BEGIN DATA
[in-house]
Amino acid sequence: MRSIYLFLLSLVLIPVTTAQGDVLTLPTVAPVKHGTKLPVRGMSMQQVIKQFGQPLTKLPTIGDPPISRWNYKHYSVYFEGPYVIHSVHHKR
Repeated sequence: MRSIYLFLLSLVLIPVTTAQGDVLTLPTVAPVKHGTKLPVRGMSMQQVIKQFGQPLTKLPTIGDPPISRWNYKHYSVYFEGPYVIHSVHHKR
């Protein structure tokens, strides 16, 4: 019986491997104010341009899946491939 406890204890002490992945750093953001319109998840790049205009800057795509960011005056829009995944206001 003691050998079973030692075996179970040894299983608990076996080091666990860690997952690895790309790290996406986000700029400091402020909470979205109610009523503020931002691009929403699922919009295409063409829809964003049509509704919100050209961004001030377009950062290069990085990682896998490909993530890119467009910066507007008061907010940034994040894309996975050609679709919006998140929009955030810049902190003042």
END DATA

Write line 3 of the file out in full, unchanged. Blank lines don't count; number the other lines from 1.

Repeated sequence: MRSIYLFLLSLVLIPVTTAQGDVLTLPTVAPVKHGTKLPVRGMSMQQVIKQFGQPLTKLPTIGDPPISRWNYKHYSVYFEGPYVIHSVHHKR